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Posted on Saturday, November 16th, 2013

Dave!I fully admit that I'm a total hoarder when it comes to my travel. I save pretty much everything... receipts... ticket stubs... boarding passes... maps... brochures... everything. My thinking has always been that saving all this crap would make it easier to reconstruct my travels so I can remember where I was and what I did while I was there.

Then Blogography came along and all my travels were suddenly being documented.

At least for the past ten years that I've been blogging.

Yet I've still be saving everything out of habit. The problem is that all this stuff has been taking up space and I'm running out of room. And so I've been going through all my boxes of travel crap and throwing out most of it. There's no need to keep a receipt so I can remember the name of that pizza restaurant I like in Cologne, Germany... I just have to Google my blog, and there it is. I don't have to save the ticket stub from the Pet Shop Boys' first concert in Seattle to remember when that was... I just have to Google my blog, and there it is. Having your travels indexed on the internet is just so handy.

But what about my travels before I started blogging? I can't Google a box of crap, so what to do?

One of the ideas I'm toying with is creating blog entries for my earlier travels, then back-dating them. I'm not sure how I feel about the idea though. Is it cheating to have a blog with entries that pre-date blogging? Do I really care? I suppose I could start a second blog for my early travels, but I can't help but think that having everything in one place would be a better way to go.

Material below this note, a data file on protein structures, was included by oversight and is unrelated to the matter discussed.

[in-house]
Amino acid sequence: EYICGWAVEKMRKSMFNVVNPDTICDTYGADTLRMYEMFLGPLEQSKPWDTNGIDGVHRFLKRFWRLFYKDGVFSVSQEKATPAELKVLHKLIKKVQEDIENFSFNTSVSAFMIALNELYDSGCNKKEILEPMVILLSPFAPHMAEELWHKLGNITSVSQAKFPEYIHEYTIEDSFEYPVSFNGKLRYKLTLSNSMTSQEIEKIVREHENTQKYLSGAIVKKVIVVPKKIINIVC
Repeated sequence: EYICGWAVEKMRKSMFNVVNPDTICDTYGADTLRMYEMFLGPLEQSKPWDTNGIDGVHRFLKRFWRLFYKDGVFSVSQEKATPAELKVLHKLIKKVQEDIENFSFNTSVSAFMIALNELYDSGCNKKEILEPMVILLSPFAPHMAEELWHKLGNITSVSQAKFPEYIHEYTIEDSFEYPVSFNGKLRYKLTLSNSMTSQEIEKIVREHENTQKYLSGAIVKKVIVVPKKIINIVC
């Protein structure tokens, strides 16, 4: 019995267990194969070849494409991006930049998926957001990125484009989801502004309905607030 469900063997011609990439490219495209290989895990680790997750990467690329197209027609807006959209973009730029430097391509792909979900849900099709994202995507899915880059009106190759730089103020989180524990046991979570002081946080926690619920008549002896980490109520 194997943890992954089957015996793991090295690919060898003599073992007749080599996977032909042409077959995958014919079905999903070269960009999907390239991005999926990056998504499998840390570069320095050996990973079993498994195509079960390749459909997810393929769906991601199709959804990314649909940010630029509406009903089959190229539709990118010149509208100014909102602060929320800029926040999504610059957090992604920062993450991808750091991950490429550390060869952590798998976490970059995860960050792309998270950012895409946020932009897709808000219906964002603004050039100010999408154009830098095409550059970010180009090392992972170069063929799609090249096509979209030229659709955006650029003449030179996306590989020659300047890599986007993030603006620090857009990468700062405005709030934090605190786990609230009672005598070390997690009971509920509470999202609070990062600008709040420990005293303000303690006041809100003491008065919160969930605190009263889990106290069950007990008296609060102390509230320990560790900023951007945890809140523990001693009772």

I just don't know. Guess I'll think about it for a while and see where I land.

All I do know is that I'd love to throw out all this crap I have piled up which covers my travels from 1983 to 2002.

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Categories: Blogging 2013, Travel 2013Click To It: Permalink


  1. susan tepper says:

    I save every play stub, restaurant stubs, etc etc too from when I travel. I bundle them up and put them in a bookcase. Sometimes I take them out to remember the experience. I think it’s hard to throw them out because it’s like throwing that time away.

    • Dave2 says:

      I wish I had the space to keep it all, because it is fun to look back through everything. But I really don’t. So I suppose I’ll keep the essentials, blog the details, then jettison the rest. Then I can look through my old blog entries to remember the experience.

  2. Suebob says:

    Here’s how I solve that problem: every year I buy one of those desk calendar books. Then I make an informal scrapbook, taping boarding passes, hotel keys, brochures, tickets etc inside on/near the appropriate dates with little notes “Dinner with Fred at the Ritz” etc…Scrapbook/calendar combo. I have about 10 of them & it’s fun to look back and remember what it was I was doing.

  3. Erin says: